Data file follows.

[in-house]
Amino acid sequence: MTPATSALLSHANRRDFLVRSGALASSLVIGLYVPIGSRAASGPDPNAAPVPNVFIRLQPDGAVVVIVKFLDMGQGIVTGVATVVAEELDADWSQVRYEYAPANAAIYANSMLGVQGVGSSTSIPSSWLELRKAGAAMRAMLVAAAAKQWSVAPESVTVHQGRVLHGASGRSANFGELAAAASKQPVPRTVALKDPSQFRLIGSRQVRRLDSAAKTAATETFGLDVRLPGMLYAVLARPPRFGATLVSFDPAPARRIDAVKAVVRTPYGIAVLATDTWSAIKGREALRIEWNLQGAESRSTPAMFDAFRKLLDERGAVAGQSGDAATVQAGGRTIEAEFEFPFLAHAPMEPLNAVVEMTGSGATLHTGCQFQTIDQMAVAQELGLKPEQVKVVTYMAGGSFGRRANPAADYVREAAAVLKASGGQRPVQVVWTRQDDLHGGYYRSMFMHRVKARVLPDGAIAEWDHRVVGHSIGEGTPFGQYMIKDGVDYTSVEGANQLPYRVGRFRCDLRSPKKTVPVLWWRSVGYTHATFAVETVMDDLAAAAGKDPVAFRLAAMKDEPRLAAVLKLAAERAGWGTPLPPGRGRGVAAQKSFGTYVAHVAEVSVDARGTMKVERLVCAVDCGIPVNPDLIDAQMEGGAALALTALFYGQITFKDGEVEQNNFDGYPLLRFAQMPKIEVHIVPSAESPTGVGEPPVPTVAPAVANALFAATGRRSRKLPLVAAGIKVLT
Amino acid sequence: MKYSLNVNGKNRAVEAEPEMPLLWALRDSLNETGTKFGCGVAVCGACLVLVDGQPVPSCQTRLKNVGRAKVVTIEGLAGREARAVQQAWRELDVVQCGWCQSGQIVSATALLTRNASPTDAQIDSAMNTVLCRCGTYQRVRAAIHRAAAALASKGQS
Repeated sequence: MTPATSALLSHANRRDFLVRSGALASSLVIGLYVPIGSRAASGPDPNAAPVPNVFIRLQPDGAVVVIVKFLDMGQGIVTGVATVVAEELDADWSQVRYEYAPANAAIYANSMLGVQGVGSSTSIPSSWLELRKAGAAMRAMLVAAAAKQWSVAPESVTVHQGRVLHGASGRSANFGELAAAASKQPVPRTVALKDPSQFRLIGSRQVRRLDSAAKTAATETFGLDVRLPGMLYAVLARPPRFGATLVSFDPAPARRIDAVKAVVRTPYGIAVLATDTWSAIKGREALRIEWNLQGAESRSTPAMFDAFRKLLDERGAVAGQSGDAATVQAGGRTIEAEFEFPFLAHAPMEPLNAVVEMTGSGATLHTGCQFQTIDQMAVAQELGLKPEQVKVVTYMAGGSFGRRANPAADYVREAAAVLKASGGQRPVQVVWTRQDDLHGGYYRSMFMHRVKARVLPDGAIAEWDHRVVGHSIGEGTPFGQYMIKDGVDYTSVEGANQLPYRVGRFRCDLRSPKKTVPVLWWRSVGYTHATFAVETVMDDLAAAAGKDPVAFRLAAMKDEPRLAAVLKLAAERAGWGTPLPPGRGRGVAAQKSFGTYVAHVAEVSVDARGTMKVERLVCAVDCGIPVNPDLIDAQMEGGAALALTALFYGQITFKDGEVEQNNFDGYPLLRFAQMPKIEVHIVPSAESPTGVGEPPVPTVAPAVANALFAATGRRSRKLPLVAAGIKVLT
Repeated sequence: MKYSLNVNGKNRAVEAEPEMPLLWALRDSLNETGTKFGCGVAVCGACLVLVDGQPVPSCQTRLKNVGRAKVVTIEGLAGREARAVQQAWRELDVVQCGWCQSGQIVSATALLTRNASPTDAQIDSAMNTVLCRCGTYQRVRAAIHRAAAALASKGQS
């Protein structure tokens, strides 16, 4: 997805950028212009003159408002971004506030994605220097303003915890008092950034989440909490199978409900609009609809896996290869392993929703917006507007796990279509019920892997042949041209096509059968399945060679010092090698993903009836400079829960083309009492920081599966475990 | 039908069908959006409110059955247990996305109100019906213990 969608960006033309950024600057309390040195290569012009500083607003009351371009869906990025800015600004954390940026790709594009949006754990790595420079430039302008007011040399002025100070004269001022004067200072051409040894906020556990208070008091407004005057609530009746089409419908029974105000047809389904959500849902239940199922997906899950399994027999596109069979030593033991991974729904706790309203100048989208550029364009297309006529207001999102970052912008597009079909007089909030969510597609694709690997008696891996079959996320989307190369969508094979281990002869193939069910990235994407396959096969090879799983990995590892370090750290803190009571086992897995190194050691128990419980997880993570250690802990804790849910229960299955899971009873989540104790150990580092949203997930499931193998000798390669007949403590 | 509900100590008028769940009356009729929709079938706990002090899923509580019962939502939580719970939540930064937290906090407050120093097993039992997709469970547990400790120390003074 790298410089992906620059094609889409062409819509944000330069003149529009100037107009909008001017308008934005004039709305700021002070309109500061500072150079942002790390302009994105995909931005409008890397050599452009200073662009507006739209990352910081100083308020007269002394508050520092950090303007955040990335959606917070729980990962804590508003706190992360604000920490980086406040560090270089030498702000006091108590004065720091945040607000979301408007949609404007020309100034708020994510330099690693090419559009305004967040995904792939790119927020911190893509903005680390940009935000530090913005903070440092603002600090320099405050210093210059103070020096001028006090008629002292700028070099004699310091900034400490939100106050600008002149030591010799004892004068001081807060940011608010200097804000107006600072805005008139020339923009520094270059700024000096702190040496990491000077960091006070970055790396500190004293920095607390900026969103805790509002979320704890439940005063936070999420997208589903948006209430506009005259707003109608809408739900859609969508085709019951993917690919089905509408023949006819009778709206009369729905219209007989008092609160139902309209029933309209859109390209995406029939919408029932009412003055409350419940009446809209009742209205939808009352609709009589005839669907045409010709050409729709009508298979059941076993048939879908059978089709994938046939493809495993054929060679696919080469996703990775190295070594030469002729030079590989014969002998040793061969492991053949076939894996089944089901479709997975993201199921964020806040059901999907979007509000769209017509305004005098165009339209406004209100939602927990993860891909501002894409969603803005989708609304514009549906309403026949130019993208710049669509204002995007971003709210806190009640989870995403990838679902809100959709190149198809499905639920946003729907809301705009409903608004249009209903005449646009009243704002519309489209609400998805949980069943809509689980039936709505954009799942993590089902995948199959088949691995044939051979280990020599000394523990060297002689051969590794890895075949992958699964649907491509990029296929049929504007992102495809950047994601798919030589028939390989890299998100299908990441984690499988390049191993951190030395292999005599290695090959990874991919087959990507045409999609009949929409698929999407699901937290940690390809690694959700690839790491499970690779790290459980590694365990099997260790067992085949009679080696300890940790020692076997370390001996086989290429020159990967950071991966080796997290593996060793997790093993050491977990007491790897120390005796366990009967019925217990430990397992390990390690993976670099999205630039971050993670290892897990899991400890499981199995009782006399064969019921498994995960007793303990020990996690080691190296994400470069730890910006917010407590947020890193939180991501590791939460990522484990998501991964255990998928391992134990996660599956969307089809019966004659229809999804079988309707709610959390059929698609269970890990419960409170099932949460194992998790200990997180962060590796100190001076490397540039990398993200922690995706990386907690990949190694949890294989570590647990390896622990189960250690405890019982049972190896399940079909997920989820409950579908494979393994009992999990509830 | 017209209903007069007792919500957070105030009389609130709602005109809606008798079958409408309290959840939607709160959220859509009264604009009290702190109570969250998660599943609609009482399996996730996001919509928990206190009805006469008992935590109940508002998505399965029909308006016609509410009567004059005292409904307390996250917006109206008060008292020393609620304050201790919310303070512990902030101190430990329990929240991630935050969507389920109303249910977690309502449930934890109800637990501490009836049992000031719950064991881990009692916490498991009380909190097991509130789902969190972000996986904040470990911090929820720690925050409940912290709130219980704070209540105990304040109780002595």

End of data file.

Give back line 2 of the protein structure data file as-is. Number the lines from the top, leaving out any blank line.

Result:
Amino acid sequence: MTPATSALLSHANRRDFLVRSGALASSLVIGLYVPIGSRAASGPDPNAAPVPNVFIRLQPDGAVVVIVKFLDMGQGIVTGVATVVAEELDADWSQVRYEYAPANAAIYANSMLGVQGVGSSTSIPSSWLELRKAGAAMRAMLVAAAAKQWSVAPESVTVHQGRVLHGASGRSANFGELAAAASKQPVPRTVALKDPSQFRLIGSRQVRRLDSAAKTAATETFGLDVRLPGMLYAVLARPPRFGATLVSFDPAPARRIDAVKAVVRTPYGIAVLATDTWSAIKGREALRIEWNLQGAESRSTPAMFDAFRKLLDERGAVAGQSGDAATVQAGGRTIEAEFEFPFLAHAPMEPLNAVVEMTGSGATLHTGCQFQTIDQMAVAQELGLKPEQVKVVTYMAGGSFGRRANPAADYVREAAAVLKASGGQRPVQVVWTRQDDLHGGYYRSMFMHRVKARVLPDGAIAEWDHRVVGHSIGEGTPFGQYMIKDGVDYTSVEGANQLPYRVGRFRCDLRSPKKTVPVLWWRSVGYTHATFAVETVMDDLAAAAGKDPVAFRLAAMKDEPRLAAVLKLAAERAGWGTPLPPGRGRGVAAQKSFGTYVAHVAEVSVDARGTMKVERLVCAVDCGIPVNPDLIDAQMEGGAALALTALFYGQITFKDGEVEQNNFDGYPLLRFAQMPKIEVHIVPSAESPTGVGEPPVPTVAPAVANALFAATGRRSRKLPLVAAGIKVLT